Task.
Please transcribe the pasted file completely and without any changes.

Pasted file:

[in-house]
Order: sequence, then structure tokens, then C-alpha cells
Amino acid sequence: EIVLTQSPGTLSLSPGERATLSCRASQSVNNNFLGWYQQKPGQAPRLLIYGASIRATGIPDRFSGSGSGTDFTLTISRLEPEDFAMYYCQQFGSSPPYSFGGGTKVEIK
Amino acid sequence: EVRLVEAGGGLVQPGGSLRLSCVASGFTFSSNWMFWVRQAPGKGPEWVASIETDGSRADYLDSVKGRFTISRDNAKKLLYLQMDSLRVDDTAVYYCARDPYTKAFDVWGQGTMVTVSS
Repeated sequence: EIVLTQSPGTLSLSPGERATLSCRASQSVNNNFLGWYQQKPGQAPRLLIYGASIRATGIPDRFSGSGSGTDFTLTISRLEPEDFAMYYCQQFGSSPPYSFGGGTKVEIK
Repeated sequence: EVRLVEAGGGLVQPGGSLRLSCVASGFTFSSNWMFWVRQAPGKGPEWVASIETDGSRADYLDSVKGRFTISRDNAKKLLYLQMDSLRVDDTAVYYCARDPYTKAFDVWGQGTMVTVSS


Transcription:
[in-house]
Order: sequence, then structure tokens, then C-alpha cells
Amino acid sequence: EIVLTQSPGTLSLSPGERATLSCRASQSVNNNFLGWYQQKPGQAPRLLIYGASIRATGIPDRFSGSGSGTDFTLTISRLEPEDFAMYYCQQFGSSPPYSFGGGTKVEIK
Amino acid sequence: EVRLVEAGGGLVQPGGSLRLSCVASGFTFSSNWMFWVRQAPGKGPEWVASIETDGSRADYLDSVKGRFTISRDNAKKLLYLQMDSLRVDDTAVYYCARDPYTKAFDVWGQGTMVTVSS
Repeated sequence: EIVLTQSPGTLSLSPGERATLSCRASQSVNNNFLGWYQQKPGQAPRLLIYGASIRATGIPDRFSGSGSGTDFTLTISRLEPEDFAMYYCQQFGSSPPYSFGGGTKVEIK
Repeated sequence: EVRLVEAGGGLVQPGGSLRLSCVASGFTFSSNWMFWVRQAPGKGPEWVASIETDGSRADYLDSVKGRFTISRDNAKKLLYLQMDSLRVDDTAVYYCARDPYTKAFDVWGQGTMVTVSS